Evelyn Freeman Swing Band

Karamu House

Wings Over Jordan

Favorite Color

Blue

Timing Pairs
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DAStories

<a href="https://da.thehistorymakers.org/story/505796">Tape: 1 Slating of Evelyn Freeman Roberts' interview</a>

<a href="https://da.thehistorymakers.org/story/505797">Tape: 1 Evelyn Freeman Roberts lists her favorites</a>

<a href="https://da.thehistorymakers.org/story/505798">Tape: 1 Evelyn Freeman Roberts lists her parents' birthdates and birthplaces</a>

<a href="https://da.thehistorymakers.org/story/505799">Tape: 1 Evelyn Freeman Roberts talks about her maternal great grandmother</a>

<a href="https://da.thehistorymakers.org/story/505800">Tape: 1 Evelyn Freeman Roberts describes her maternal grandmother</a>

<a href="https://da.thehistorymakers.org/story/505801">Tape: 1 Evelyn Freeman Roberts describes her maternal grandfather</a>

<a href="https://da.thehistorymakers.org/story/505802">Tape: 1 Evelyn Freeman Roberts describes her mother's family</a>

<a href="https://da.thehistorymakers.org/story/505804">Tape: 1 Evelyn Freeman Roberts recalls visiting her maternal grandparents</a>

<a href="https://da.thehistorymakers.org/story/505806">Tape: 1 Evelyn Freeman Roberts describes her maternal grandmother's country store</a>

<a href="https://da.thehistorymakers.org/story/505809">Tape: 1 Evelyn Freeman Roberts describes her mother's experience at boarding school</a>

<a href="https://da.thehistorymakers.org/story/505826">Tape: 2 Evelyn Freeman Roberts describes her mother's education</a>

<a href="https://da.thehistorymakers.org/story/505827">Tape: 2 Evelyn Freeman Roberts describes how her parents met</a>

<a href="https://da.thehistorymakers.org/story/505828">Tape: 2 Evelyn Freeman Roberts describes her paternal great grandfather</a>

<a href="https://da.thehistorymakers.org/story/505829">Tape: 2 Evelyn Freeman Roberts describes her paternal grandparents' courtship</a>

<a href="https://da.thehistorymakers.org/story/505830">Tape: 2 Evelyn Freeman Roberts describes her father's time at Tuskegee Normal and Industrial Institute</a>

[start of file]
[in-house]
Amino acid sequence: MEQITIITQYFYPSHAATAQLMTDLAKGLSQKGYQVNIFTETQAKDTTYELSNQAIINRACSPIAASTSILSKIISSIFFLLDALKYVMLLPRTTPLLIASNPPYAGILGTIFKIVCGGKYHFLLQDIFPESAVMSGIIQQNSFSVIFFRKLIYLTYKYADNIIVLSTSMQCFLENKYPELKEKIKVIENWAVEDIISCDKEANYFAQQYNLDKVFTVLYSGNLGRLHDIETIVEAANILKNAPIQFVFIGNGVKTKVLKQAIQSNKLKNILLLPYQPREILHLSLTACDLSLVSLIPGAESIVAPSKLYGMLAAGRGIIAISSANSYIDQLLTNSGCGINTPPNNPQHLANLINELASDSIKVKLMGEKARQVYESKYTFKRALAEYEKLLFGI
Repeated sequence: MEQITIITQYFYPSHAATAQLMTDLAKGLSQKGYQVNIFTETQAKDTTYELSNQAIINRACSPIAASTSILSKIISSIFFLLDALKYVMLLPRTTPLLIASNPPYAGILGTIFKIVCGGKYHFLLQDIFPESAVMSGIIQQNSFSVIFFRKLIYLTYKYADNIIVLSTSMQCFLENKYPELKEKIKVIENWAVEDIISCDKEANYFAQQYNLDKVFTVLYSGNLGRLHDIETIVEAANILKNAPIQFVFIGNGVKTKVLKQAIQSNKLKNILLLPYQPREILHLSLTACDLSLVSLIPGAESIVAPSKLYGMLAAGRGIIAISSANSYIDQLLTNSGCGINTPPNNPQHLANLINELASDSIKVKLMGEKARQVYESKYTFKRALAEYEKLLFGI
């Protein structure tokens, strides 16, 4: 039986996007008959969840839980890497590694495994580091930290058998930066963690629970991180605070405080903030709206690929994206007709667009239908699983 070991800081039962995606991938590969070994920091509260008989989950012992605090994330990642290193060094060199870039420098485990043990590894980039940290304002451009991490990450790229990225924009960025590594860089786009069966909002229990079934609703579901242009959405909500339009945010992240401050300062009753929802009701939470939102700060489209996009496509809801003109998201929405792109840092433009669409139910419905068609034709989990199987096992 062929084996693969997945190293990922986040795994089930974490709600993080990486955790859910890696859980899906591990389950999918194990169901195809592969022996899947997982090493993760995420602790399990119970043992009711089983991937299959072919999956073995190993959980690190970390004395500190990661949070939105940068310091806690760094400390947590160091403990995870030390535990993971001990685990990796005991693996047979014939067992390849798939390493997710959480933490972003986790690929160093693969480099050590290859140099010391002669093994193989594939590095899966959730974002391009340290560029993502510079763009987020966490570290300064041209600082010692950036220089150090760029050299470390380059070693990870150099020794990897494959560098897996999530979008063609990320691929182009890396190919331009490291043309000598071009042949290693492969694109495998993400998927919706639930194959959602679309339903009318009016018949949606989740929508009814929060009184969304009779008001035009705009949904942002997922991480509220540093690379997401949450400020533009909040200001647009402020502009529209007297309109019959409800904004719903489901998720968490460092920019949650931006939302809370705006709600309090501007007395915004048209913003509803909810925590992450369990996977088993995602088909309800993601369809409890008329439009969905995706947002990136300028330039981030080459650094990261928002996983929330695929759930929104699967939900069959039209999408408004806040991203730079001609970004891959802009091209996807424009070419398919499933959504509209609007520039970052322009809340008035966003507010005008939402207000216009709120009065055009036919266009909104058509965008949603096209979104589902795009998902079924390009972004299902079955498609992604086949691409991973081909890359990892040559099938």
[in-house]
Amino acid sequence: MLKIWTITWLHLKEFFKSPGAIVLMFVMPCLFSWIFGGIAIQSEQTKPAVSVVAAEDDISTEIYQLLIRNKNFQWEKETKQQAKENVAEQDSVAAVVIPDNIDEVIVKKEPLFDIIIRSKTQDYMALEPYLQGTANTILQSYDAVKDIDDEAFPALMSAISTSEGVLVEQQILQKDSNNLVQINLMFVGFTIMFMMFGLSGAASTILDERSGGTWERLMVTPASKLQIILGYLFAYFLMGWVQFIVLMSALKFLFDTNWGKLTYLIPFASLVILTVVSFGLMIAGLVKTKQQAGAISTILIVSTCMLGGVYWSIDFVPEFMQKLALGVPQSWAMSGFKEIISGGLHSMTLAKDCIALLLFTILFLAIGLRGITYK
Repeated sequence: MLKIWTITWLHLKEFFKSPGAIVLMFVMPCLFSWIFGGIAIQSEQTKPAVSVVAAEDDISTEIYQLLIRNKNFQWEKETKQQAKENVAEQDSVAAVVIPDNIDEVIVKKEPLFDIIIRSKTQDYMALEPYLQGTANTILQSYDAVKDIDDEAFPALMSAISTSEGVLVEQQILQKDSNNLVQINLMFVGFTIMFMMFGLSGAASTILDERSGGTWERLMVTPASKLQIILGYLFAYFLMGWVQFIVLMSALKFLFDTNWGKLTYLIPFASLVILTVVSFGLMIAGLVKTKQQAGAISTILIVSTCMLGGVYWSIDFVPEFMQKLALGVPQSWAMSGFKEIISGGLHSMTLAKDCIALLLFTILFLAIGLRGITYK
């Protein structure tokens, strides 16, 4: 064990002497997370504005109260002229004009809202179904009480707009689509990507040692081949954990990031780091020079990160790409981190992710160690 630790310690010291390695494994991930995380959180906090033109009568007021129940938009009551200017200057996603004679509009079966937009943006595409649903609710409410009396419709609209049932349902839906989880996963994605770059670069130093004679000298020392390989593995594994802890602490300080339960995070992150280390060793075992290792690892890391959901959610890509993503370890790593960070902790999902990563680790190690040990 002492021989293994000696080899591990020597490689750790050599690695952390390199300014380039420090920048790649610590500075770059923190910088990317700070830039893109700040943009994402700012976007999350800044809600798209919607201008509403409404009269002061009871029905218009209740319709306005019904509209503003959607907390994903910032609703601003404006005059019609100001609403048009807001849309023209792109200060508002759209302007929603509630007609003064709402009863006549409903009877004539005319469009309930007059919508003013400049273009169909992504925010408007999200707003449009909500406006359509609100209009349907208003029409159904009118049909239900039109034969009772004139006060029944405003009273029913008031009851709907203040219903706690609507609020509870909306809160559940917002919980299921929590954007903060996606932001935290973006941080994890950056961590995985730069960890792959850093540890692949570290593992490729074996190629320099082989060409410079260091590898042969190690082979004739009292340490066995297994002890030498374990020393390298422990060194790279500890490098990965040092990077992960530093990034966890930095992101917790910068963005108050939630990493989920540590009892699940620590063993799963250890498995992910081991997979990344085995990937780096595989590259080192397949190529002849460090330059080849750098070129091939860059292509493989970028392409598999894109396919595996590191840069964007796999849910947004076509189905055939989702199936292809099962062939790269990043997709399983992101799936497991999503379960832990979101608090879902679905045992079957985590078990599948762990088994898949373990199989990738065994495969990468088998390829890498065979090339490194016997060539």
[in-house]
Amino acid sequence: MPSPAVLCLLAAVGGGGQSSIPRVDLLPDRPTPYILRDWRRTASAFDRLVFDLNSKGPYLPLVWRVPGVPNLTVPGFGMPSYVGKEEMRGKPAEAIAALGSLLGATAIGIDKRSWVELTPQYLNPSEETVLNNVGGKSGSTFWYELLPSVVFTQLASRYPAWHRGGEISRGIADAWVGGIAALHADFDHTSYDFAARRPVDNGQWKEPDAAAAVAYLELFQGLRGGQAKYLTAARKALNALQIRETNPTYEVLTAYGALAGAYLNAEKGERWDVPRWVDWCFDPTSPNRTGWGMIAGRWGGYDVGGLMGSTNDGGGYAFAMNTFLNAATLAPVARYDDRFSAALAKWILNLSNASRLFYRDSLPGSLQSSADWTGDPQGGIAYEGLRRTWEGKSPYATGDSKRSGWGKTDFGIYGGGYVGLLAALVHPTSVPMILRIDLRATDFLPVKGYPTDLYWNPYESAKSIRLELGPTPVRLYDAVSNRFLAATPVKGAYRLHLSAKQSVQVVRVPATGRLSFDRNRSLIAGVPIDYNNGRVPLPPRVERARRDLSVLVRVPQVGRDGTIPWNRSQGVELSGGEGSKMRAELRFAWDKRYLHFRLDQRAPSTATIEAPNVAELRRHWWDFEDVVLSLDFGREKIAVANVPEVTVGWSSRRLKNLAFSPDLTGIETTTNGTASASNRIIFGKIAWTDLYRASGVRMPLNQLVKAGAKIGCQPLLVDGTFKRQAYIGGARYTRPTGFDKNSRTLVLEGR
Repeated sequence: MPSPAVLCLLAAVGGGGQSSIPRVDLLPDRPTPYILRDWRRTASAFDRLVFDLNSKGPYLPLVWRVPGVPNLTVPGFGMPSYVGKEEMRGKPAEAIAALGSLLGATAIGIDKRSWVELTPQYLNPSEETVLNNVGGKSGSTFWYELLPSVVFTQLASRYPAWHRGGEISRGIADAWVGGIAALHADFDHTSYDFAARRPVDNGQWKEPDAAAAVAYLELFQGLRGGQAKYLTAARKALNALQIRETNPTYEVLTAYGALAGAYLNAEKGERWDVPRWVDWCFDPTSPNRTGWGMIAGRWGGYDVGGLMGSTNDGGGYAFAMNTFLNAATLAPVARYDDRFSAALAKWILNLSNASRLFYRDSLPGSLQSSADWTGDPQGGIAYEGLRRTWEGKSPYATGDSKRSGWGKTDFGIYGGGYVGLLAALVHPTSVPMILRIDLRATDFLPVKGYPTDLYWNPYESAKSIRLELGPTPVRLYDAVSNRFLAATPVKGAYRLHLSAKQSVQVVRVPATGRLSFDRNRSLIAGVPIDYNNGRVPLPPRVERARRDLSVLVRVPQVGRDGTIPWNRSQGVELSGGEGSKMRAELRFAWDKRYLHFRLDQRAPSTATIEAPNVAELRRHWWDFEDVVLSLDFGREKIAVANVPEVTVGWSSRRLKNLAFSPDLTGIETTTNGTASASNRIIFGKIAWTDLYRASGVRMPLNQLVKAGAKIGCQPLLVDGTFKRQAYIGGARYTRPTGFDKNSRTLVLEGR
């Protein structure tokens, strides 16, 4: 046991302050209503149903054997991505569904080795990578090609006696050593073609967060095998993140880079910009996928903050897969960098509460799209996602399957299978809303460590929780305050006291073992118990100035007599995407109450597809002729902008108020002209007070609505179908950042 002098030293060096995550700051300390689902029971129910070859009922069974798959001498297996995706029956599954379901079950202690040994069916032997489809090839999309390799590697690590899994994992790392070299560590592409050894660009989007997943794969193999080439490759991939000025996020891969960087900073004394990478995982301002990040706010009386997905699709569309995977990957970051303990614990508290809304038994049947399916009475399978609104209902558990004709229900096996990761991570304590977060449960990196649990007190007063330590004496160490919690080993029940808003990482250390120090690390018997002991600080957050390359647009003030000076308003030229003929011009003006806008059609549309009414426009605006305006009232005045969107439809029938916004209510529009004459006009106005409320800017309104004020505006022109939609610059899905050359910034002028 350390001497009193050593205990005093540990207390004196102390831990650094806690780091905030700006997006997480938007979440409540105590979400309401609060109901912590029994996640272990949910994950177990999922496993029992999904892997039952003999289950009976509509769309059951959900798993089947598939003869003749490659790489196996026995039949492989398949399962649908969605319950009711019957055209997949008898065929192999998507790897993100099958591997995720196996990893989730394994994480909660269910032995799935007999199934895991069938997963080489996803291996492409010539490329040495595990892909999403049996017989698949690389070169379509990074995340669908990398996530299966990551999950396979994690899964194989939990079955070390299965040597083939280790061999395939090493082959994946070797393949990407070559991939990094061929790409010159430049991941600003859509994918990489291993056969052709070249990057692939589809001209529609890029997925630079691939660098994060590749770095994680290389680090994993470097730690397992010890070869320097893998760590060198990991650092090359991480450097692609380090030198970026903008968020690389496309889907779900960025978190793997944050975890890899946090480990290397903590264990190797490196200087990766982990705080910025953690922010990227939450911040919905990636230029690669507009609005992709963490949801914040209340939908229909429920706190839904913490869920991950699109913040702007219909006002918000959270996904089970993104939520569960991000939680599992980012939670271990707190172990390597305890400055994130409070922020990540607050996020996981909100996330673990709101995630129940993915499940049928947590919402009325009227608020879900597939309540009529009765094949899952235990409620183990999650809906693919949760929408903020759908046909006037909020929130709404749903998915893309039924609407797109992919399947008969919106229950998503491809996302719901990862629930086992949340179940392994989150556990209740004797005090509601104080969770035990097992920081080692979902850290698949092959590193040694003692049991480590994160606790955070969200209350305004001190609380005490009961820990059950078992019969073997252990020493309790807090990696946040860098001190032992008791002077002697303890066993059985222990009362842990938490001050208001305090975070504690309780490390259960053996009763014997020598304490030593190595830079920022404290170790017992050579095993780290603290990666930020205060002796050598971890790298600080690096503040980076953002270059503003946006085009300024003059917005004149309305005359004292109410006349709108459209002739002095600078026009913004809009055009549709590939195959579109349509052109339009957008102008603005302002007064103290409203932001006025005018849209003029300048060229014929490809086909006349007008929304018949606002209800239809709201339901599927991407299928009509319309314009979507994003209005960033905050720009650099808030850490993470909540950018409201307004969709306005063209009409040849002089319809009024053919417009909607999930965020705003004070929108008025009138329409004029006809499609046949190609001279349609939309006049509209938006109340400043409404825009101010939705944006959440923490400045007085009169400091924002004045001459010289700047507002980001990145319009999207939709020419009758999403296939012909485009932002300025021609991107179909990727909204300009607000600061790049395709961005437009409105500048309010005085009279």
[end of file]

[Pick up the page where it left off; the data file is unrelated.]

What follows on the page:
<a href="https://da.thehistorymakers.org/story/505831">Tape: 2 Evelyn Freeman Roberts describes her parents' married life</a>

<a href="https://da.thehistorymakers.org/story/505832">Tape: 2 Evelyn Freeman Roberts lists her siblings</a>

<a href="https://da.thehistorymakers.org/story/505833">Tape: 2 Evelyn Freeman Roberts describes her father's occupations</a>

<a href="https://da.thehistorymakers.org/story/505856">Tape: 3 Evelyn Freeman Roberts recalls her father's music career</a>

<a href="https://da.thehistorymakers.org/story/505857">Tape: 3 Evelyn Freeman Roberts remembers John Burroughs Elementary School</a>

<a href="https://da.thehistorymakers.org/story/505858">Tape: 3 Evelyn Freeman Roberts describes Cleveland, Ohio's Central High School</a>

<a href="https://da.thehistorymakers.org/story/505859">Tape: 3 Evelyn Freeman Roberts describes the demographics of Central High School</a>

<a href="https://da.thehistorymakers.org/story/505860">Tape: 3 Evelyn Freeman Roberts recalls her decision to attend Cleveland Institute of Music</a>

<a href="https://da.thehistorymakers.org/story/505861">Tape: 3 Evelyn Freeman Roberts recalls her experience at Cleveland Institute of Music</a>

<a href="https://da.thehistorymakers.org/story/505862">Tape: 3 Evelyn Freeman Roberts recalls her brothers' educations</a>

<a href="https://da.thehistorymakers.org/story/505863">Tape: 3 Evelyn Freeman Roberts talks about her brother, Ernest Freeman, Jr.</a>

<a href="https://da.thehistorymakers.org/story/505873">Tape: 4 Evelyn Freeman Roberts recalls playing concerts with her family in Cleveland</a>

<a href="https://da.thehistorymakers.org/story/505874">Tape: 4 Evelyn Freeman Roberts remembers meeting Duke Ellington</a>

<a href="https://da.thehistorymakers.org/story/505875">Tape: 4 Evelyn Freeman Roberts recalls forming the Evelyn Freeman Swing Band</a>

<a href="https://da.thehistorymakers.org/story/505876">Tape: 4 Evelyn Freeman Roberts recalls how her swing band was recruited to the U.S. Army</a>